A Capital-Based Approach

Converting social goals to capital (also assets) puts EvoLand on a better footing that has a large and growing literature. Ecologists discuss natural capital (Costanza and Daly 1992; Folk et al. 1994). Social scientists talk about social capital, and capital is central to the thinking of economists. A capital-based approach is even used child-rearing literature, particularly work by the Search Institute (2000; Benson et al. 1998). The Search Institute identifies eight asset categories, which contain four to six assets each (Roehlkepartain and Leffert 2000).

Robert Solow (1992:6) says, "When it comes to measuring the economy's contribution to the well-being of the country's inhabitants, however, the conventional measures are incomplete. The most obvious omission is the depreciation of fixed capital assets." If one economy generates income by depleting its resources and another produces the same income while maintaining its capital stock, which is more sustainable?

Following Solow, we could measure change in societal well-being, by giving consideration to change in the amount of capital. Some ecological and neo-classical economists define sustainability in terms of capital (Solow 1991, 1992; Costanza and Daly 1992; Ervin and Berrens 1993; Pearce 1993). Sustainability requires that capital be maintained. Where capital is depleted, the situation is not sustainable.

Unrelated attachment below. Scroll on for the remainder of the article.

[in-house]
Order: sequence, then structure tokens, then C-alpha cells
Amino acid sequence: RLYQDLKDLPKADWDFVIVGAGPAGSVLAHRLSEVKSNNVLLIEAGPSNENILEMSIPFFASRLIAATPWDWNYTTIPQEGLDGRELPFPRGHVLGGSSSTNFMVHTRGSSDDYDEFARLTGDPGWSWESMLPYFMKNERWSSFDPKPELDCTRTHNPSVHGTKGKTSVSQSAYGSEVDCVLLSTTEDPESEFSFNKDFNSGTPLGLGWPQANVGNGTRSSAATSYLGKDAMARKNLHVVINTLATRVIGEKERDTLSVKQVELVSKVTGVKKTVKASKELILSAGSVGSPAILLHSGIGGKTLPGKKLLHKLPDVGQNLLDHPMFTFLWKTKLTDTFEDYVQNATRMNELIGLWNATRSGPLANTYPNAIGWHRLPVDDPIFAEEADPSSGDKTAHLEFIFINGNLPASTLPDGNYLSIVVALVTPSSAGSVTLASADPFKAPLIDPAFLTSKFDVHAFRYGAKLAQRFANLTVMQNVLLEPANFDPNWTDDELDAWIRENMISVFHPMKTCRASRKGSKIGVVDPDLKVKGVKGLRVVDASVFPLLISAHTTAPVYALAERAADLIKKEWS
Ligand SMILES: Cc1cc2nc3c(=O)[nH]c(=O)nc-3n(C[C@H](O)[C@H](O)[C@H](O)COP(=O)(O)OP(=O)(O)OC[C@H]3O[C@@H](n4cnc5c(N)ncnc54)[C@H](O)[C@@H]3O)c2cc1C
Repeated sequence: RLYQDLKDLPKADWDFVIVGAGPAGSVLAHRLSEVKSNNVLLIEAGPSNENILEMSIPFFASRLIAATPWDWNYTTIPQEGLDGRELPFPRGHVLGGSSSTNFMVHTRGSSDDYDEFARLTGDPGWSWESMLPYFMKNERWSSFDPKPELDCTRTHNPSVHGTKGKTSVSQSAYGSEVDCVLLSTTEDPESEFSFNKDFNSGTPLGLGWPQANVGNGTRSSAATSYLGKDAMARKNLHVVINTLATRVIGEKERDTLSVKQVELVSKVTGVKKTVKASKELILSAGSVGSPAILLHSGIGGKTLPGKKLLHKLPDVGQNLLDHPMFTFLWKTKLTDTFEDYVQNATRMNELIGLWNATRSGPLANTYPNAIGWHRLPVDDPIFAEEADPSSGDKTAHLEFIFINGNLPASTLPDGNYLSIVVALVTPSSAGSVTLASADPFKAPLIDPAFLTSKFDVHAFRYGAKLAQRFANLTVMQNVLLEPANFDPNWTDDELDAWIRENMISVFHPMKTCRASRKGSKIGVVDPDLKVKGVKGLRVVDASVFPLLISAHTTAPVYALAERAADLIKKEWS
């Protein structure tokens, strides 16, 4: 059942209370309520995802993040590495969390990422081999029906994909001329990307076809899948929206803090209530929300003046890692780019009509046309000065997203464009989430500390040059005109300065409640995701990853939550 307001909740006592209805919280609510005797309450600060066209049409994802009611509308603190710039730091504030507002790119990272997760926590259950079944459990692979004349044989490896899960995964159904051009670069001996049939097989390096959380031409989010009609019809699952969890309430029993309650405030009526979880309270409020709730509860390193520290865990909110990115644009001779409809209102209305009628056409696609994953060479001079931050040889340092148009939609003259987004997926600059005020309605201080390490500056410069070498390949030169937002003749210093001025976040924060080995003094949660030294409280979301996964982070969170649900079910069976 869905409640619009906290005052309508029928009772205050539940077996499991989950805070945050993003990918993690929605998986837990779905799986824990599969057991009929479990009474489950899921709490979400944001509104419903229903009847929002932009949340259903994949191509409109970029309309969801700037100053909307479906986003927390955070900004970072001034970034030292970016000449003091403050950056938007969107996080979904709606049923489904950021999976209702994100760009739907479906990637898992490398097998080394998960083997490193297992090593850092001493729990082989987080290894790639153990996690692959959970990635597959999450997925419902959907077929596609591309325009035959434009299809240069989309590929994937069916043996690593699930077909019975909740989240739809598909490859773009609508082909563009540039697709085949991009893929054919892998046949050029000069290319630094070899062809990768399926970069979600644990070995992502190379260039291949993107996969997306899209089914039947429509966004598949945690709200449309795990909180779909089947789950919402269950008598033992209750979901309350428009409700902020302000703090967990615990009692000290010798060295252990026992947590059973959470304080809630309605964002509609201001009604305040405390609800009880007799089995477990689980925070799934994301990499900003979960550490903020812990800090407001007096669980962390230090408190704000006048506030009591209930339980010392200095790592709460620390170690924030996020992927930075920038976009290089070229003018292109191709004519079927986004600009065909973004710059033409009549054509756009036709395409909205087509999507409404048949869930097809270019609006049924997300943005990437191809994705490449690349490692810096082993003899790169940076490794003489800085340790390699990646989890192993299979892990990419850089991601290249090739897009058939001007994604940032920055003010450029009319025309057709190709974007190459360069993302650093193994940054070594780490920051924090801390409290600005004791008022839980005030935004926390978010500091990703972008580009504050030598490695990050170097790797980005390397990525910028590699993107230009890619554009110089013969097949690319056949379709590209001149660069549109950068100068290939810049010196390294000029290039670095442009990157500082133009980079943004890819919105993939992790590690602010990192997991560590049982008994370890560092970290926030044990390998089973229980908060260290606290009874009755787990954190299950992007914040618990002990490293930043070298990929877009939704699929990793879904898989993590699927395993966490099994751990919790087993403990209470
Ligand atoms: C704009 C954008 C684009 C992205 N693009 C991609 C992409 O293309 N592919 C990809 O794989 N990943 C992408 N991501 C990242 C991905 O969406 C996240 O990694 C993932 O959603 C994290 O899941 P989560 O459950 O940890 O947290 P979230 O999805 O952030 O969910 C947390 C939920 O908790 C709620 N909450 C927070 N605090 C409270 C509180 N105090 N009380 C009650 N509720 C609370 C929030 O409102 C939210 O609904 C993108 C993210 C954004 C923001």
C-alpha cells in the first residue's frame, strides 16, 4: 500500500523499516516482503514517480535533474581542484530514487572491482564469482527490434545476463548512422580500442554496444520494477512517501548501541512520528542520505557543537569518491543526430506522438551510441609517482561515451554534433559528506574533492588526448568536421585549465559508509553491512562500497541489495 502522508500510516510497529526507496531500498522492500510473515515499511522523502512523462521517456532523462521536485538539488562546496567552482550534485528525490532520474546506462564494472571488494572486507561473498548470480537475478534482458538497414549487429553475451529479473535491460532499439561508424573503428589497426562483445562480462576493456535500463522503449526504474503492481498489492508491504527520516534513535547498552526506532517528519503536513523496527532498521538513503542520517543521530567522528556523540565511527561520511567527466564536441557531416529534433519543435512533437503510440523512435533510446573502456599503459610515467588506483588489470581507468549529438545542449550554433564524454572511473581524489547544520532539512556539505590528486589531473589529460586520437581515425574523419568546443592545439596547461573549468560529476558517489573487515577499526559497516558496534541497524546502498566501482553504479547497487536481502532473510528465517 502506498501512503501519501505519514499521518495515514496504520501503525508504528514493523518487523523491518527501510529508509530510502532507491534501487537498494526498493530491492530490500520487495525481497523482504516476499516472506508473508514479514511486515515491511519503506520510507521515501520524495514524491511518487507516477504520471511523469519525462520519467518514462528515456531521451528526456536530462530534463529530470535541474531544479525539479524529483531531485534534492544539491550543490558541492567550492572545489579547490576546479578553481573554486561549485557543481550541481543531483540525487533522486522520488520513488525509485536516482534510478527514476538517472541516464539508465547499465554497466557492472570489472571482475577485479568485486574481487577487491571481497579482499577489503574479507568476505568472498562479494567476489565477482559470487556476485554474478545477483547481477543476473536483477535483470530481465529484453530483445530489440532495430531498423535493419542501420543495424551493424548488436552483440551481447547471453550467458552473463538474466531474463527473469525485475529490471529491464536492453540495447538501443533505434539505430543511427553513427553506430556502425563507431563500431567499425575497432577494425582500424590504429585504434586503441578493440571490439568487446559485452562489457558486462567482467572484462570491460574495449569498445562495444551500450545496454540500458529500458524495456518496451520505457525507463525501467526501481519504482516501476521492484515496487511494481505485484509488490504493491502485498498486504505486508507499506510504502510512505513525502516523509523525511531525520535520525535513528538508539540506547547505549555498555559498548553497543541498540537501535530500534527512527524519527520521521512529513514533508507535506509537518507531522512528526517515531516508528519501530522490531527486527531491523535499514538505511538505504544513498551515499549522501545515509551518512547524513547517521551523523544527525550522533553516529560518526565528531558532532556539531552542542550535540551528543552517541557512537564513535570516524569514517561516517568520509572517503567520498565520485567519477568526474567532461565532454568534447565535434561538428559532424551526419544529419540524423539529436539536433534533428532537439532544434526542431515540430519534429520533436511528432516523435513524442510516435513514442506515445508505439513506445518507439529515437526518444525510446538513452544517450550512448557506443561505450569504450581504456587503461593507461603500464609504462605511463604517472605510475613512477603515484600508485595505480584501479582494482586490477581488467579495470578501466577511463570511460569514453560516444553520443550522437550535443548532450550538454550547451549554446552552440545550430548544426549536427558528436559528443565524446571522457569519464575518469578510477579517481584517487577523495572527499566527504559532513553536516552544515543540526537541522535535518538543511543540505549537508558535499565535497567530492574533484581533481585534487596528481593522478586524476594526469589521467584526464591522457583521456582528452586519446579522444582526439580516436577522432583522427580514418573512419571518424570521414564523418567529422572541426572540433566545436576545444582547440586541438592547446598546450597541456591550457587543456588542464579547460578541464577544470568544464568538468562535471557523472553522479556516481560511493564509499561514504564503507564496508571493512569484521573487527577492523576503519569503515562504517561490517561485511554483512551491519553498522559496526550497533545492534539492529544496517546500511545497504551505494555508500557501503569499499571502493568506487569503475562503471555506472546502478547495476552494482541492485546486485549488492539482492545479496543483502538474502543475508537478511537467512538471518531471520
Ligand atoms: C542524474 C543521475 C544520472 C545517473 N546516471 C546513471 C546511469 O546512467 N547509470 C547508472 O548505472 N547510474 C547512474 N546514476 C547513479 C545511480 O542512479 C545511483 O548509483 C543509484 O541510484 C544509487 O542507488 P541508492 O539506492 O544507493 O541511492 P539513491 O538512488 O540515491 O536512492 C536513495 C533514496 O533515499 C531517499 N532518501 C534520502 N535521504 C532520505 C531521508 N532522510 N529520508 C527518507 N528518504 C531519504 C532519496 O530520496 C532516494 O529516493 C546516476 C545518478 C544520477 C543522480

A broad definition of total capital (Ervin and Berrens 1993) is the sum of

To this could be added:

A broad definition of total capital is the sum of all these elements, but this definition has two implications. First, substitutions between various forms of capital are possible to maintain a total capital stock equal or greater in future generations. Human-made capital may be substituted for renewable resource capital.

The second implication is how do we add up natural, nonrenewable, human-made, intellectual, social, and cultural capital to get total capital? One approach has been to modify the calculation of gross domestic product (GDP) and develop other measures of human well-being like the Index of Sustainable Economic Welfare (Daly and Cobb 1989), the Human Development Index (UNDP 1999), and the Fordham Index (Miringoff and Miringoff 1999). Another is to sum the value of ecosystem services (Costanza et al. 1997). These are more akin to income than capital measures. We are developing a third with our metrics.

Thus, sustainability between time steps is defined as

K(t+1) > K(t)

Where K = NRK + RNK

or

Where K = NRK + RNK + HMK + IK + SK + CK


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Updated:Sunday, 24-Dec-2006 17:03:35 PST
URL is http://oregonstate.edu/instruction/anth484/capital.html